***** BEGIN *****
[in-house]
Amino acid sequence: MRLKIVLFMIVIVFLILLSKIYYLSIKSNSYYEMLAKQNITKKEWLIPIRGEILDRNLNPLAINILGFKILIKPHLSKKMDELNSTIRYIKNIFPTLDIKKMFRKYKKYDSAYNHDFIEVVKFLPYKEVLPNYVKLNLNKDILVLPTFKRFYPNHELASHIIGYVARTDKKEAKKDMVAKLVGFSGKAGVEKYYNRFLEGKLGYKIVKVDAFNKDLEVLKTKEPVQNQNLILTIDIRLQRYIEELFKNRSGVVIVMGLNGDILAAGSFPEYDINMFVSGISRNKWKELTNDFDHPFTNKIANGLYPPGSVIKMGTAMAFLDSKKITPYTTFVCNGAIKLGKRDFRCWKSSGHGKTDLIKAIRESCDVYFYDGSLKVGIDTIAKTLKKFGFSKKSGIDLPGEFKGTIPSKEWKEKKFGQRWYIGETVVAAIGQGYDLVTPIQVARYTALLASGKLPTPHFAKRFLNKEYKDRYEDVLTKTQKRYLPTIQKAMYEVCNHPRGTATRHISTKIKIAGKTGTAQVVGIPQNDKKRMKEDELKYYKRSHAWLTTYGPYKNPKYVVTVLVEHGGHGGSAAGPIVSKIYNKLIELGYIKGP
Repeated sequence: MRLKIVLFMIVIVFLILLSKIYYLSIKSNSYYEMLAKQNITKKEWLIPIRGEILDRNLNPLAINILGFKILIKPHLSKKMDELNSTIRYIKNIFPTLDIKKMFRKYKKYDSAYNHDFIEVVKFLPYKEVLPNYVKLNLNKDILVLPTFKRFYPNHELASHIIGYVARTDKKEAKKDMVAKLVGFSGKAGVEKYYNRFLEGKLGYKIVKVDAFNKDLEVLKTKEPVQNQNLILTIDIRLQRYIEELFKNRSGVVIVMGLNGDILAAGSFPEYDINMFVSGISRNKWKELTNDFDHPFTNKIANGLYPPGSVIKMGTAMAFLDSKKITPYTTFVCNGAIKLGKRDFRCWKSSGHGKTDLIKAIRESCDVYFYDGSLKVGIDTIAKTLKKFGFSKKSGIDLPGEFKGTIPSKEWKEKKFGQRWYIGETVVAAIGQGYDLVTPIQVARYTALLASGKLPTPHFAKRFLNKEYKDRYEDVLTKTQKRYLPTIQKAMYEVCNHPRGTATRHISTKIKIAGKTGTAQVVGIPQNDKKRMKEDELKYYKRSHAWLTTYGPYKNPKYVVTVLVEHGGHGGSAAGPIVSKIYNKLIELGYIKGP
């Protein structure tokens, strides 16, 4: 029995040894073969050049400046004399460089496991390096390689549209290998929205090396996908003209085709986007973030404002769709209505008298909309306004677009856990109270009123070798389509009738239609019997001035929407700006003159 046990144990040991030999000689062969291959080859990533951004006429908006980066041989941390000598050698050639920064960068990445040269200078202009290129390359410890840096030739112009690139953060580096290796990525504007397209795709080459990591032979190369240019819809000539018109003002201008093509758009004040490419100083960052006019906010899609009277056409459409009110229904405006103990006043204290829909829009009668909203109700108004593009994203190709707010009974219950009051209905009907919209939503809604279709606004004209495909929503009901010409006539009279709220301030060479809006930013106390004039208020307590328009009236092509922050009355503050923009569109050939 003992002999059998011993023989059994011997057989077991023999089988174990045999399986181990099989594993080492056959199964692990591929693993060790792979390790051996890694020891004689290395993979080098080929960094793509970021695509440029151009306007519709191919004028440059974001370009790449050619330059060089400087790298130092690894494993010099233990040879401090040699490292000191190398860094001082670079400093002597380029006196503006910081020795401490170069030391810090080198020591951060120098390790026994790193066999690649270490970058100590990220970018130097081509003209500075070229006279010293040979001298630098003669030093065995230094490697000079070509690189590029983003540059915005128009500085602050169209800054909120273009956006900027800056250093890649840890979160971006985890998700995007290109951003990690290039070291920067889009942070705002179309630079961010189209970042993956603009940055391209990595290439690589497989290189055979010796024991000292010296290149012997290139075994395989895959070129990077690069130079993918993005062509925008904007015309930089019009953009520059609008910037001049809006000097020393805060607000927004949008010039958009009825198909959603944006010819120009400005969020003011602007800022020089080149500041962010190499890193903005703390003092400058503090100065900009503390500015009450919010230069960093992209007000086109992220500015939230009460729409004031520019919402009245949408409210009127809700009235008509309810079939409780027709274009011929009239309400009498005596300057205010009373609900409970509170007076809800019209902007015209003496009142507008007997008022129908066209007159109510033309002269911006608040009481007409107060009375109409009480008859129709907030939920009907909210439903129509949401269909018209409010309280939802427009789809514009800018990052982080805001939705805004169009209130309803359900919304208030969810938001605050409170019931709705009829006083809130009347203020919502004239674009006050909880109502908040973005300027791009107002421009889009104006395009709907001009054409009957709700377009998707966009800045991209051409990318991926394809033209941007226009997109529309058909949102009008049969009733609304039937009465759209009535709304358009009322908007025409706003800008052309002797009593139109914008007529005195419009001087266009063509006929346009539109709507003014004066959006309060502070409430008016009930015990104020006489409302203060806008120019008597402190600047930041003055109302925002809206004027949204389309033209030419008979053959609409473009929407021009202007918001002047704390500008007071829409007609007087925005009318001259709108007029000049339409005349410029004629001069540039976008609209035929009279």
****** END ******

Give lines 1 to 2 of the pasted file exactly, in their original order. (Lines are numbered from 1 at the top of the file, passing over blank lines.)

[in-house]
Amino acid sequence: MRLKIVLFMIVIVFLILLSKIYYLSIKSNSYYEMLAKQNITKKEWLIPIRGEILDRNLNPLAINILGFKILIKPHLSKKMDELNSTIRYIKNIFPTLDIKKMFRKYKKYDSAYNHDFIEVVKFLPYKEVLPNYVKLNLNKDILVLPTFKRFYPNHELASHIIGYVARTDKKEAKKDMVAKLVGFSGKAGVEKYYNRFLEGKLGYKIVKVDAFNKDLEVLKTKEPVQNQNLILTIDIRLQRYIEELFKNRSGVVIVMGLNGDILAAGSFPEYDINMFVSGISRNKWKELTNDFDHPFTNKIANGLYPPGSVIKMGTAMAFLDSKKITPYTTFVCNGAIKLGKRDFRCWKSSGHGKTDLIKAIRESCDVYFYDGSLKVGIDTIAKTLKKFGFSKKSGIDLPGEFKGTIPSKEWKEKKFGQRWYIGETVVAAIGQGYDLVTPIQVARYTALLASGKLPTPHFAKRFLNKEYKDRYEDVLTKTQKRYLPTIQKAMYEVCNHPRGTATRHISTKIKIAGKTGTAQVVGIPQNDKKRMKEDELKYYKRSHAWLTTYGPYKNPKYVVTVLVEHGGHGGSAAGPIVSKIYNKLIELGYIKGP